Safety

Montreal is a very safe place and people are very friendly, going out of their way to help you or show you the way. So in general: relax, enjoy your vacation, and don't worry.

That said, with 3.8 million in the metro area, crime does indeed exist, so street smarts still apply. As well, car theft and car break-ins are a problem, so remember the old Arabian proverb "Trust in God, but tie your camel" and lock your car, roll up the windows, and make sure you do not leave any valuable items (or better yet, anything) in view. If you are parking for an extended period of time, consider an indoor parking lot -- see these suggestions.

Rates for violent crime are very low and have been steadily decreasing since the highs of the 1970s, putting Montreal, along with other Canadian cities, at the top of the list for North America in terms of personal safety according to Mercer's Quality of Living Index 2011. Moreover, 93% of Canadians indicated that they were somewhat or very satisfied with their safety from crime, up from 91% in 1999 and 86% in 1993, and 90% of those who walk alone in their neighbourhood at night felt safe doing so, according to Statistics Canada, 2009.

Keep in mind that perception of danger is relative.  For some, Montreal can be confusing since the "bad" bits (say, seedy bars, strip clubs, s*x shops, xxx cinemas, punks/drunks/other shady characters hanging out on corners) are mixed in with the good bits, rather than all shoved aside in the bad part of town. So what looks dangerous may not be -- as an example, the Red Light district and the Latin Quarter, arguably the roughest areas of Montreal, are nonetheless safe and filled with ordinary people -- including college students and many tourists just like yourself -- going about their business day and night.  And while panhandlers can be abundant, they are generally polite and a simple NO as an answer will end their interruptions most of times.

 

Health

Canada is an industrialized country, and no special shots should be required beyond making sure your routine vaccinations such as for measles or tetanus are up-to-date. If you travel with medication, you should keep it in its original packaging and in your carry-on luggage; for liquids, make sure they follow security guidelines for air travel if that is how you are arriving.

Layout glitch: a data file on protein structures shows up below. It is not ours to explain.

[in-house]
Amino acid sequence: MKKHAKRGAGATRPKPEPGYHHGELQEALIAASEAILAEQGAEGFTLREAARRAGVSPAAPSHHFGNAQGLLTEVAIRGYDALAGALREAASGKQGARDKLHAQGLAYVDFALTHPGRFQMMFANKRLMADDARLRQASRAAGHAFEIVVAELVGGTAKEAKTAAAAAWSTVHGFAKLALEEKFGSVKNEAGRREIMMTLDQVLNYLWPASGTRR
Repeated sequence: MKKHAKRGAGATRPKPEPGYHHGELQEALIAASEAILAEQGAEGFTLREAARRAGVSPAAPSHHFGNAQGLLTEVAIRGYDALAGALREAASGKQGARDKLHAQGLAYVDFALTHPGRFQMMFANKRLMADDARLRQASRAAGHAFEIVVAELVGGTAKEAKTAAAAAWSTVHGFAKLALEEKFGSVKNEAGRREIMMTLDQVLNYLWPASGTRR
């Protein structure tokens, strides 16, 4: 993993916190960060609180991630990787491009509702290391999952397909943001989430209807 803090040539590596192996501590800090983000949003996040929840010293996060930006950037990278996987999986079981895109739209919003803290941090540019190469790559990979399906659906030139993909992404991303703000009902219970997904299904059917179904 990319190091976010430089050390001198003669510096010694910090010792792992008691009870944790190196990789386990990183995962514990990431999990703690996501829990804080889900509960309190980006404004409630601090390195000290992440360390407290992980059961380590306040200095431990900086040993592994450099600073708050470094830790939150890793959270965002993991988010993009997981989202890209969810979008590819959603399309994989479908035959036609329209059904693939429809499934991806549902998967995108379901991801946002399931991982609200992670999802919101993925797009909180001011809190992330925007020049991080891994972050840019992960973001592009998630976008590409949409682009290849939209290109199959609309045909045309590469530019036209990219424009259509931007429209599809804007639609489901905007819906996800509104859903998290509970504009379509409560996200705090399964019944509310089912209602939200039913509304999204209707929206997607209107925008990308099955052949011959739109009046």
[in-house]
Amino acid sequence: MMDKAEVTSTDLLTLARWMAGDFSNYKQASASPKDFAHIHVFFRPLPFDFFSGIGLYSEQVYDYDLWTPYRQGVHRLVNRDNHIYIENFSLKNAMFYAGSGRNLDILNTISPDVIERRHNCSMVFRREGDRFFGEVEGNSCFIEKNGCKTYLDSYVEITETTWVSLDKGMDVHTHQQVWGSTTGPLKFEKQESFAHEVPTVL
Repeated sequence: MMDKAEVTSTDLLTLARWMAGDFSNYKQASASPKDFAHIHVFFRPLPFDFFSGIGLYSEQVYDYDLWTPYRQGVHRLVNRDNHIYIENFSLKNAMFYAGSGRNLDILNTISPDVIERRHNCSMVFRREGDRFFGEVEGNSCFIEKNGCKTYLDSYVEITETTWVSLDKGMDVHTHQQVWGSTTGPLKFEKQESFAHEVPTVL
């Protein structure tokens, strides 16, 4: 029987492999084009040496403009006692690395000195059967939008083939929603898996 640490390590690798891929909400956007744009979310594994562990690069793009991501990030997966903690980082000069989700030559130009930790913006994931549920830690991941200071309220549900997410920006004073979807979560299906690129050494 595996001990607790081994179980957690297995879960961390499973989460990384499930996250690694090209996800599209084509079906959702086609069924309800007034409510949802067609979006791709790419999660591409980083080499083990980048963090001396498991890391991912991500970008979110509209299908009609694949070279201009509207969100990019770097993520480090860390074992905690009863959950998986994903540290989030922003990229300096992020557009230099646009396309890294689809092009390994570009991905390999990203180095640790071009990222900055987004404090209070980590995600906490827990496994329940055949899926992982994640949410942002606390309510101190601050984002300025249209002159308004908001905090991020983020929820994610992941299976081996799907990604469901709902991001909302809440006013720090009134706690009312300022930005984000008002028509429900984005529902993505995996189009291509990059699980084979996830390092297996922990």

Canada has a well-developed healthcare system which, while not perfect, provides universal healthcare to its citizens and is available, although not free, to visitors requiring emergency healthcare. As a visitor, you will want to buy travel health insurance either from a provider in your own country or once here in Canada. Most plans require you to call a toll-free number before seeking treatment, or as soon as you can if you are unable to given the circumstances. Be aware that most insurance plans preclude existing conditions and can go back anywhere from 3 months to your whole medical history and deny your claim if you have one.

In most of Canada, emergency services are available by dialling 9-1-1. Ambulance services are available throughout, although their fees may not be covered by your insurance plan. Note that hospitals here, as elsewhere, perform triage and treat emergency cases first, and so wait times can pose a problem no matter how good your insurance policy is. There are also private clinics that accept walk-ins, although again, you will have to check with your insurance provider to see if they are covered.

In Montréal and a few other regions, there are "English" hospitals and "French" hospitals -- in downtown Montréal, for example, the Royal Victoria and Montréal General are English-speaking, and Saint-Luc, Hôtel-Dieu and Notre-Dame are French-speaking. In reality, however, just like elsewhere, you will find that most people speak both languages or if not, they will be able to find someone who does, so in an emergency you can still go to the closest hospital.

For minor medical care, a pharmacist can be of help to suggest medication, which comes in three categories: prescription which requires a visit to a doctor; non-prescription that is sold in the aisles of a pharmacy, such as cold medication; and a third category that pharmacists call "annexe II" which is medication that does not require a doctor's prescription but which is not on display and must be asked for specifically (including, for example, gravol). As well, be aware that names of products and their availability vary from country to country, so your name for a product may not be the same here.